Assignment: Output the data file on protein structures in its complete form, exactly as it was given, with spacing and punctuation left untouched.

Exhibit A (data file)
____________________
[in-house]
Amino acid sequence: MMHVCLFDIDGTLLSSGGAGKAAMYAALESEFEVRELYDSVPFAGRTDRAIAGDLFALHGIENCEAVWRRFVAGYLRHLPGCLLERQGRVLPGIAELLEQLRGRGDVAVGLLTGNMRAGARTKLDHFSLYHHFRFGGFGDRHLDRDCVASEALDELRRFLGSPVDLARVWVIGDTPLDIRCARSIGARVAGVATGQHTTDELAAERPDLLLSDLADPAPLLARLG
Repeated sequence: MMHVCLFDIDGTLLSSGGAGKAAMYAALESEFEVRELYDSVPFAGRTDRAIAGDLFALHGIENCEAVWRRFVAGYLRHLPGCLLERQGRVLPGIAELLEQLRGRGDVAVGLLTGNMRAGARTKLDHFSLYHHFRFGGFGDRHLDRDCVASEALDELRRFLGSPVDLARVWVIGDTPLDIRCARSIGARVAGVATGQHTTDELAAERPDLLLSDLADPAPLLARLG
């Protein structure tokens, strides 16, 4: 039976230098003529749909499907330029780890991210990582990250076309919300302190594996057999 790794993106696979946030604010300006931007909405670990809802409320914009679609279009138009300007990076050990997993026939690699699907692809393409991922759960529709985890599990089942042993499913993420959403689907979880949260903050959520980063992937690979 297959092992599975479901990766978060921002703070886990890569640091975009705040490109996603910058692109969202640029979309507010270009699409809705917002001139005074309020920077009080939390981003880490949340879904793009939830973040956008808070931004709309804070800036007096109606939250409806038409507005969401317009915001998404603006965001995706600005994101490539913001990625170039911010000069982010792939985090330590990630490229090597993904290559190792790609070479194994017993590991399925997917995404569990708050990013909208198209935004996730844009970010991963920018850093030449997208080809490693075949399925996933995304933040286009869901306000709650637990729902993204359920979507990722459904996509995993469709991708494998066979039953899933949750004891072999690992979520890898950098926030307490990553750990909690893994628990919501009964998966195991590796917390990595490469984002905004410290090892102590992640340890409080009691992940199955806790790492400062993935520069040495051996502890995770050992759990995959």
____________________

[in-house]
Amino acid sequence: MMHVCLFDIDGTLLSSGGAGKAAMYAALESEFEVRELYDSVPFAGRTDRAIAGDLFALHGIENCEAVWRRFVAGYLRHLPGCLLERQGRVLPGIAELLEQLRGRGDVAVGLLTGNMRAGARTKLDHFSLYHHFRFGGFGDRHLDRDCVASEALDELRRFLGSPVDLARVWVIGDTPLDIRCARSIGARVAGVATGQHTTDELAAERPDLLLSDLADPAPLLARLG
Repeated sequence: MMHVCLFDIDGTLLSSGGAGKAAMYAALESEFEVRELYDSVPFAGRTDRAIAGDLFALHGIENCEAVWRRFVAGYLRHLPGCLLERQGRVLPGIAELLEQLRGRGDVAVGLLTGNMRAGARTKLDHFSLYHHFRFGGFGDRHLDRDCVASEALDELRRFLGSPVDLARVWVIGDTPLDIRCARSIGARVAGVATGQHTTDELAAERPDLLLSDLADPAPLLARLG
């Protein structure tokens, strides 16, 4: 039976230098003529749909499907330029780890991210990582990250076309919300302190594996057999 790794993106696979946030604010300006931007909405670990809802409320914009679609279009138009300007990076050990997993026939690699699907692809393409991922759960529709985890599990089942042993499913993420959403689907979880949260903050959520980063992937690979 297959092992599975479901990766978060921002703070886990890569640091975009705040490109996603910058692109969202640029979309507010270009699409809705917002001139005074309020920077009080939390981003880490949340879904793009939830973040956008808070931004709309804070800036007096109606939250409806038409507005969401317009915001998404603006965001995706600005994101490539913001990625170039911010000069982010792939985090330590990630490229090597993904290559190792790609070479194994017993590991399925997917995404569990708050990013909208198209935004996730844009970010991963920018850093030449997208080809490693075949399925996933995304933040286009869901306000709650637990729902993204359920979507990722459904996509995993469709991708494998066979039953899933949750004891072999690992979520890898950098926030307490990553750990909690893994628990919501009964998966195991590796917390990595490469984002905004410290090892102590992640340890409080009691992940199955806790790492400062993935520069040495051996502890995770050992759990995959």